I’ve got my two tablets – the Microsoft Surface 4 Pro and the reMarkable.
Even the names begin to give away their characteristics.
It all began with a sore shoulder. Those of you who read this know why the shoulder is sore, and several kilos of books and binders in my backpack made the shoulder ache big-time. A tablet would allow me to carry ebooks and store my notes in electronic form rather than paper.
So I bought the Surface. Really nice to use – except writing on it was glitchy, more so sequentially after each update from Microsoft Update. Slick, fast, lightweight, powerful. But glitchy sometimes.
After a year or so, I found an ad for reMarkable, a tablet that uses e-ink. It’s a cross between an e-reader and a limited version of a tablet. It does have limits, but I can stare at it for hours without my eyes popping out of my head. The surface of it, as suggested in their ads, actually does feel for the most part like I’m writing on paper.
Keep in mind that I’d tested these in the classroom, coffee shop, home, inside, outside, in the dark, in sunlight, under pressure, at my leisure – in every imaginable scenario.
I recently loaded up AutoCAD, Revit, AutoCAD Civil 3D, and Inventor on the Surface. They work well, but the Surface is somewhat under-powered for this. Pretty good though. An acceptable second to the HP ZBook 15 that the school provides. I also put ebooks on the reMarkable and used it as a textbook e-reader. It’s a little slow to flip from page to page, but it’s not slow when it comes to writing.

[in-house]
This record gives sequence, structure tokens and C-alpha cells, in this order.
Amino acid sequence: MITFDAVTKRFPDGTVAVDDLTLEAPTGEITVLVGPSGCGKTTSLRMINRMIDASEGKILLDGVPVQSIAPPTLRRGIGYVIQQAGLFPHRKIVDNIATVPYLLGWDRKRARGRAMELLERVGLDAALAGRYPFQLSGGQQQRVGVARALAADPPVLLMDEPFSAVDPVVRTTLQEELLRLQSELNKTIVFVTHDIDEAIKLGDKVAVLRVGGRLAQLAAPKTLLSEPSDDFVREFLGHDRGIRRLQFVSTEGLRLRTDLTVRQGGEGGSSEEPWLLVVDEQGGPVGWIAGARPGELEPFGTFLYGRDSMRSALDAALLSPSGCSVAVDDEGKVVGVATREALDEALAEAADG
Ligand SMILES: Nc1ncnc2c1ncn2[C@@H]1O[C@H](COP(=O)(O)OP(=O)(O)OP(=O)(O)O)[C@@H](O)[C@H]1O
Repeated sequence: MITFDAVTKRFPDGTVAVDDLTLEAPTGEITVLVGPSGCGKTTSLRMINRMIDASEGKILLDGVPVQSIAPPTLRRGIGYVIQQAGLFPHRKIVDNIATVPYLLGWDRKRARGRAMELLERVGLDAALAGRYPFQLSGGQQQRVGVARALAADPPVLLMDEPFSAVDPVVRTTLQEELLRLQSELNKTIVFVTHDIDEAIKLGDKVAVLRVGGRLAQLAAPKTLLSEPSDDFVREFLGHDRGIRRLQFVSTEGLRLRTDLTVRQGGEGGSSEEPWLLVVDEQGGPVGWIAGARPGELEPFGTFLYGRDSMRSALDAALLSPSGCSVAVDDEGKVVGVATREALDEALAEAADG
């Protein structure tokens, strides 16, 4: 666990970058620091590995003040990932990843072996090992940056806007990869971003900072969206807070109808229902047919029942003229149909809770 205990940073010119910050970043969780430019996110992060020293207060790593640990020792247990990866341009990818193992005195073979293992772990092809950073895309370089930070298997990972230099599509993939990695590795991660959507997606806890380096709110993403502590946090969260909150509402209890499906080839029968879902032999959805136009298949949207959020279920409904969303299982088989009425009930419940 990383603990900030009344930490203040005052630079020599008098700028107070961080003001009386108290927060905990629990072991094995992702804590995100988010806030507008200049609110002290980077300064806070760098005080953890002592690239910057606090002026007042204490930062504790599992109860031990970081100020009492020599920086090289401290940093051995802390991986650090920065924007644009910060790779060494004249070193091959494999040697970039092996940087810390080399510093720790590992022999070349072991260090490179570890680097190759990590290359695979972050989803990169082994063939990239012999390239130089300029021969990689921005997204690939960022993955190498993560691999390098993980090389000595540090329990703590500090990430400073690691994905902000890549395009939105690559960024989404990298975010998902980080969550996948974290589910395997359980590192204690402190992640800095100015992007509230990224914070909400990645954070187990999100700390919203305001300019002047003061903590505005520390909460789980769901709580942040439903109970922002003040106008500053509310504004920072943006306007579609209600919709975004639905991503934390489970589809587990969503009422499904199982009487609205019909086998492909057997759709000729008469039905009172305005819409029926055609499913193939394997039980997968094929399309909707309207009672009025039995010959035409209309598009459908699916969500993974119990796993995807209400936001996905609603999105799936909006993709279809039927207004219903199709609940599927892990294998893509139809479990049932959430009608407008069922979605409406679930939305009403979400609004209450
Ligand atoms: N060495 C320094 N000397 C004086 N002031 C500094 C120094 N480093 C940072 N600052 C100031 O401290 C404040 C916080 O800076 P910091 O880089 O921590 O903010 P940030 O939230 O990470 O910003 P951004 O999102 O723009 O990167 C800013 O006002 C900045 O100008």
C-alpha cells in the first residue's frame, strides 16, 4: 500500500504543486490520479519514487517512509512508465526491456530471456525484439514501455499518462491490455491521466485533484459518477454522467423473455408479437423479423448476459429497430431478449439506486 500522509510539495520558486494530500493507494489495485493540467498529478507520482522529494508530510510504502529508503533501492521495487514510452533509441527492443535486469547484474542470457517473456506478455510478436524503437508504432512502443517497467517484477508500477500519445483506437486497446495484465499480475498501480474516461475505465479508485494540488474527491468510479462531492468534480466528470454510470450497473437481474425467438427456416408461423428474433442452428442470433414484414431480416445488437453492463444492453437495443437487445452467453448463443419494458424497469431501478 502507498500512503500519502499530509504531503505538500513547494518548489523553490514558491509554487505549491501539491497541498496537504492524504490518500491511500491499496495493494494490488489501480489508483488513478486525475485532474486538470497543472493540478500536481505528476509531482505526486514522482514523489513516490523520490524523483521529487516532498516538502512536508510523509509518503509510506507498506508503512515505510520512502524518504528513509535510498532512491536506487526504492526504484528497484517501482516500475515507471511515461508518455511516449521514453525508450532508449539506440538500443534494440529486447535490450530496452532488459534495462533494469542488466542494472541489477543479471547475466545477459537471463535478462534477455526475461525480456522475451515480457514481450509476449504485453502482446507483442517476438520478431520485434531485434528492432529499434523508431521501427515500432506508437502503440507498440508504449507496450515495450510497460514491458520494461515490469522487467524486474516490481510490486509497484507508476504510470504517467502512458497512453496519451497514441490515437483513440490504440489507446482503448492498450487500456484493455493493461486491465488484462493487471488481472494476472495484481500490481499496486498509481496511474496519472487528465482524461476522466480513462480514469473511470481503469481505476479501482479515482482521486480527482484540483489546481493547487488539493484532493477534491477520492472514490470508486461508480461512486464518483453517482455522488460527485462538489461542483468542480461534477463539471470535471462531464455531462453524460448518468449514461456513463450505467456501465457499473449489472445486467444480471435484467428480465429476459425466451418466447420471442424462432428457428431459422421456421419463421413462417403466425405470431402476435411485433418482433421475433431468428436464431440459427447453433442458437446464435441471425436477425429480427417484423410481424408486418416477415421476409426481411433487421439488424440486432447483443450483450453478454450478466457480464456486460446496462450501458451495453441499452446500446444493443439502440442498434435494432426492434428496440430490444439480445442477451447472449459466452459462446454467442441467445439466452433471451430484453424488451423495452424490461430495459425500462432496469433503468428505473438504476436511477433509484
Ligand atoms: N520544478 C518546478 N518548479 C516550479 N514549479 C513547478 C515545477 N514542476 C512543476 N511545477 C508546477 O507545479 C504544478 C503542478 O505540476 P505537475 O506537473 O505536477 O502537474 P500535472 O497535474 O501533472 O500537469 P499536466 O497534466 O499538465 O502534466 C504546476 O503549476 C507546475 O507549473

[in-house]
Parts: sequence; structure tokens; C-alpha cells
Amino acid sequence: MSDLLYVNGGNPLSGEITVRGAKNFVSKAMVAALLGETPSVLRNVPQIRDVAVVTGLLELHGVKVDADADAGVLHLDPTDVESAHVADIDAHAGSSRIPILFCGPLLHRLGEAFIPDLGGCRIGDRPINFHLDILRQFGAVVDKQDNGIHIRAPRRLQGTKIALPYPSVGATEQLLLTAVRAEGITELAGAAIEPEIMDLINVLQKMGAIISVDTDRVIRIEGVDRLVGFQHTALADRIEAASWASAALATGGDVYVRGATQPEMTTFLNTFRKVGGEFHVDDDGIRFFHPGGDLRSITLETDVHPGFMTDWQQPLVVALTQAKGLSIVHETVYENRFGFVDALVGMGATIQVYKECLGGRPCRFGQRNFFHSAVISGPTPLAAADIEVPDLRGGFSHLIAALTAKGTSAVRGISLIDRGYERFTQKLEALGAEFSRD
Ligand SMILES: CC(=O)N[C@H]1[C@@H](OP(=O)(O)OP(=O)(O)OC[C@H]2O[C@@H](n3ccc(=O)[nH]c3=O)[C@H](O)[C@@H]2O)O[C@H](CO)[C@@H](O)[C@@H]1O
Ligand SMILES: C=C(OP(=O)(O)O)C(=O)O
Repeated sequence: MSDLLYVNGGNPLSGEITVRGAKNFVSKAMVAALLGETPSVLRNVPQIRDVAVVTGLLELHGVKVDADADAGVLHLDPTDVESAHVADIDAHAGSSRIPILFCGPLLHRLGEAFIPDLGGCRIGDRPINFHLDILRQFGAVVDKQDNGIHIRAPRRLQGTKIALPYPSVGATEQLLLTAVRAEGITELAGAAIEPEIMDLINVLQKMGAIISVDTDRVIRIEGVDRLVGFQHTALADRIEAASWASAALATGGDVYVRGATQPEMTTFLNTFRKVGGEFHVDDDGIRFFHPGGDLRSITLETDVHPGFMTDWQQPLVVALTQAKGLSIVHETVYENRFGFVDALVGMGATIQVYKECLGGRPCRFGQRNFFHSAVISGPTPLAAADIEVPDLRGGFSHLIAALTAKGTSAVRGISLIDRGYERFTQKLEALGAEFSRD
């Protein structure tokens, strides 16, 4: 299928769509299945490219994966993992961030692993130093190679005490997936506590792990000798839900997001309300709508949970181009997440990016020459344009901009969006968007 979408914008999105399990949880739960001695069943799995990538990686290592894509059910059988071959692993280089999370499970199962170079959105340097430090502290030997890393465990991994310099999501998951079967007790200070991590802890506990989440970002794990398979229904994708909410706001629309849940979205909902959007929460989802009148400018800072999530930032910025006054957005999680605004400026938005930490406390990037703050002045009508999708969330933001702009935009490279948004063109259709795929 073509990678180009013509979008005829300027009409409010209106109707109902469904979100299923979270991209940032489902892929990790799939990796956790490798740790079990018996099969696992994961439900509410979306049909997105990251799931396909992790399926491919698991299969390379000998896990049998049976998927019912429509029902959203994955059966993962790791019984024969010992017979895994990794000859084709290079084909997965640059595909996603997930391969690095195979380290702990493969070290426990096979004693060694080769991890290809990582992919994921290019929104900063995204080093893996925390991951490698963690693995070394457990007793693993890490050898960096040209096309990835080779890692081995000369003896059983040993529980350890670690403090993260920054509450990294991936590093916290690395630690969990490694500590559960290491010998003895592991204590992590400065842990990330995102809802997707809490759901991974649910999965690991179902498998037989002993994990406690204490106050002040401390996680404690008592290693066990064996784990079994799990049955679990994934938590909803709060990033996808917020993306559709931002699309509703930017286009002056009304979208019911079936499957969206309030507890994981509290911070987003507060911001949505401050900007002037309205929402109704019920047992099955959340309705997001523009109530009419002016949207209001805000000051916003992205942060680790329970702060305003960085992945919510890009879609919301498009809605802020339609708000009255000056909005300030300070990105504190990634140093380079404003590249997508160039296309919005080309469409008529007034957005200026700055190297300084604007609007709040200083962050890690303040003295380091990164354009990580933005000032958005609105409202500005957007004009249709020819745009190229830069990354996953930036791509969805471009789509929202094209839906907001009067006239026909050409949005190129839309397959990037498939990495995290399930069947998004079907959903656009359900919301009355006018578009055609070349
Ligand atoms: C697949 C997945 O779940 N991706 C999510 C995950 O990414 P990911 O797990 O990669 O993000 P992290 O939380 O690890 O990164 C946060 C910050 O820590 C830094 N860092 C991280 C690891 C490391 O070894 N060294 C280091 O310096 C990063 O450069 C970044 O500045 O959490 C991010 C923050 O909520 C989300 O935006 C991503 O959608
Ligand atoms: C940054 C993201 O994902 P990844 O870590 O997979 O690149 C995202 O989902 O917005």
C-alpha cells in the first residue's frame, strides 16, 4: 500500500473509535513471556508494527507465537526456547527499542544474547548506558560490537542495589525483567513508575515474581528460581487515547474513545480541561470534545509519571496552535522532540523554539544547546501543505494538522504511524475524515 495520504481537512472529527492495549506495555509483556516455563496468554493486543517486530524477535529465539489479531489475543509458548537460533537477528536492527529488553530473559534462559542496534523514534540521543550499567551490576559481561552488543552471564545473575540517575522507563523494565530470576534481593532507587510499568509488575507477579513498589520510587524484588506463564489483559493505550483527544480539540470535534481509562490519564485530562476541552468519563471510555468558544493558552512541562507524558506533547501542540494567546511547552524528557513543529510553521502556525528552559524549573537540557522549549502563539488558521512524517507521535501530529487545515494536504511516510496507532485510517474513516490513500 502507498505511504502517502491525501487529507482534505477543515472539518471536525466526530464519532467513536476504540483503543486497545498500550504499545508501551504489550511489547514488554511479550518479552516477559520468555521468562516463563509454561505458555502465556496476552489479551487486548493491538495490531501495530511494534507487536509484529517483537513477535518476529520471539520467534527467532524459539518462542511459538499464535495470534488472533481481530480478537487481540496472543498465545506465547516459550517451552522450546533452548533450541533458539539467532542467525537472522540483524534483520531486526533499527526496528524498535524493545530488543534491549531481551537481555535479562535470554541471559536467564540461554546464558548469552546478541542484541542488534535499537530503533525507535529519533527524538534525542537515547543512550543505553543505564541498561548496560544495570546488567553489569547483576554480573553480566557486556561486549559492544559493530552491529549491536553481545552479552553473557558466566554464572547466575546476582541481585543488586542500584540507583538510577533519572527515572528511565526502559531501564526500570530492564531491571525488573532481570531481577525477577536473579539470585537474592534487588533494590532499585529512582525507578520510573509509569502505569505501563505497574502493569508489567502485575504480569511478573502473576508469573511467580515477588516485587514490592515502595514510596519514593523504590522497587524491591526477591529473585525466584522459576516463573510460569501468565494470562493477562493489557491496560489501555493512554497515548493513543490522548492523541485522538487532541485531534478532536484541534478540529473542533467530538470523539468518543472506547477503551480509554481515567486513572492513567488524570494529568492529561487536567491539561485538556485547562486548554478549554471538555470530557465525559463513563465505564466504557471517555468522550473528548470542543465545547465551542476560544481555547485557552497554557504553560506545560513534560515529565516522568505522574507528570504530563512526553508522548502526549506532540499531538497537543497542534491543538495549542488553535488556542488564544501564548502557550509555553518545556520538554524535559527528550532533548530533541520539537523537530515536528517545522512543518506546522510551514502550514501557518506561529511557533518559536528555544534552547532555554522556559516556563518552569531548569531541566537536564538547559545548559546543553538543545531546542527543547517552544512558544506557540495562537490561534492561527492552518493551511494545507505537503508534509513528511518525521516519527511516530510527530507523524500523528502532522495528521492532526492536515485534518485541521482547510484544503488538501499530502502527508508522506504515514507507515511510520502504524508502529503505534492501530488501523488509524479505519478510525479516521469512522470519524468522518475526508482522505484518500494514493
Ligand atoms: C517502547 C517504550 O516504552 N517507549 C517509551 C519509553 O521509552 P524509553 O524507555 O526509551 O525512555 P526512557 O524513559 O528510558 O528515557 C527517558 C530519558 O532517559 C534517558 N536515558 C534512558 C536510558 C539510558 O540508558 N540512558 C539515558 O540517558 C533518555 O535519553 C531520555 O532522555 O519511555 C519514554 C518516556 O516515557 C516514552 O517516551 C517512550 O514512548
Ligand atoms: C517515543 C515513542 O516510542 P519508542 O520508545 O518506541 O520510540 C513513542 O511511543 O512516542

So I created a couple of videos.
12/14/2017 6:30 PM 167495387 tablet ease-of-use test Microsoft Surface 4 Pro 20171214_182812.mp4 12/14/2017 6:26 PM 103571641 tablet ease-of-use test reMarkable 20171214_182504.mp4
Have a look and see a comparison. I cast no judgment on each one since they’re clearly different machines. I thought I’d sell one of them once I decided. But I see now that they’re both designed for very different tasks. I guess I’m keeping them both.